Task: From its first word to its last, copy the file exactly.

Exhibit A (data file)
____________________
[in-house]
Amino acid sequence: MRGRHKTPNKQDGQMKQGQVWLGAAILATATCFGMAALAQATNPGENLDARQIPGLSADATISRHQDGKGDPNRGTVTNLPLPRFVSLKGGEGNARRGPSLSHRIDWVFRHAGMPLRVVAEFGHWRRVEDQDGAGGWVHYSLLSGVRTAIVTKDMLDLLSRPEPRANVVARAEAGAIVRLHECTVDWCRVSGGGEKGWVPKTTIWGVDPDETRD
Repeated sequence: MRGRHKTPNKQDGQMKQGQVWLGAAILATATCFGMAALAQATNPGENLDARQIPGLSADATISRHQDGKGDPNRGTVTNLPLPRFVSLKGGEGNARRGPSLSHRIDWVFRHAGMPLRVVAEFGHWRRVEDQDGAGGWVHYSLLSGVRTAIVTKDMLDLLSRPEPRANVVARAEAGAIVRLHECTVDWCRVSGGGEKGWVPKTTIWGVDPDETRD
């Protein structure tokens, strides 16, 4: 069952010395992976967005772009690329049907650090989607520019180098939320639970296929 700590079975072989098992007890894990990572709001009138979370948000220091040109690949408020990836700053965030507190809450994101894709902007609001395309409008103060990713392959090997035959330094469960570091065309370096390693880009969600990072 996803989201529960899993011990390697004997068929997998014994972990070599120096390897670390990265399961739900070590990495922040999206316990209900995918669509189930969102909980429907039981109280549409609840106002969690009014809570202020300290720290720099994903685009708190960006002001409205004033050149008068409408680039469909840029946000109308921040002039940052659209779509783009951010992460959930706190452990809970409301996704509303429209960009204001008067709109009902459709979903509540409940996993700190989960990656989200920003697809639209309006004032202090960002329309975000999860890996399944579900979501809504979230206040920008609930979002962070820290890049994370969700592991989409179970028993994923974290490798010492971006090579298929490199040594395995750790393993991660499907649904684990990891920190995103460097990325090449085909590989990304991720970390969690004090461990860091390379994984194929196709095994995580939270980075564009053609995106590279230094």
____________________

[in-house]
Amino acid sequence: MRGRHKTPNKQDGQMKQGQVWLGAAILATATCFGMAALAQATNPGENLDARQIPGLSADATISRHQDGKGDPNRGTVTNLPLPRFVSLKGGEGNARRGPSLSHRIDWVFRHAGMPLRVVAEFGHWRRVEDQDGAGGWVHYSLLSGVRTAIVTKDMLDLLSRPEPRANVVARAEAGAIVRLHECTVDWCRVSGGGEKGWVPKTTIWGVDPDETRD
Repeated sequence: MRGRHKTPNKQDGQMKQGQVWLGAAILATATCFGMAALAQATNPGENLDARQIPGLSADATISRHQDGKGDPNRGTVTNLPLPRFVSLKGGEGNARRGPSLSHRIDWVFRHAGMPLRVVAEFGHWRRVEDQDGAGGWVHYSLLSGVRTAIVTKDMLDLLSRPEPRANVVARAEAGAIVRLHECTVDWCRVSGGGEKGWVPKTTIWGVDPDETRD
């Protein structure tokens, strides 16, 4: 069952010395992976967005772009690329049907650090989607520019180098939320639970296929 700590079975072989098992007890894990990572709001009138979370948000220091040109690949408020990836700053965030507190809450994101894709902007609001395309409008103060990713392959090997035959330094469960570091065309370096390693880009969600990072 996803989201529960899993011990390697004997068929997998014994972990070599120096390897670390990265399961739900070590990495922040999206316990209900995918669509189930969102909980429907039981109280549409609840106002969690009014809570202020300290720290720099994903685009708190960006002001409205004033050149008068409408680039469909840029946000109308921040002039940052659209779509783009951010992460959930706190452990809970409301996704509303429209960009204001008067709109009902459709979903509540409940996993700190989960990656989200920003697809639209309006004032202090960002329309975000999860890996399944579900979501809504979230206040920008609930979002962070820290890049994370969700592991989409179970028993994923974290490798010492971006090579298929490199040594395995750790393993991660499907649904684990990891920190995103460097990325090449085909590989990304991720970390969690004090461990860091390379994984194929196709095994995580939270980075564009053609995106590279230094």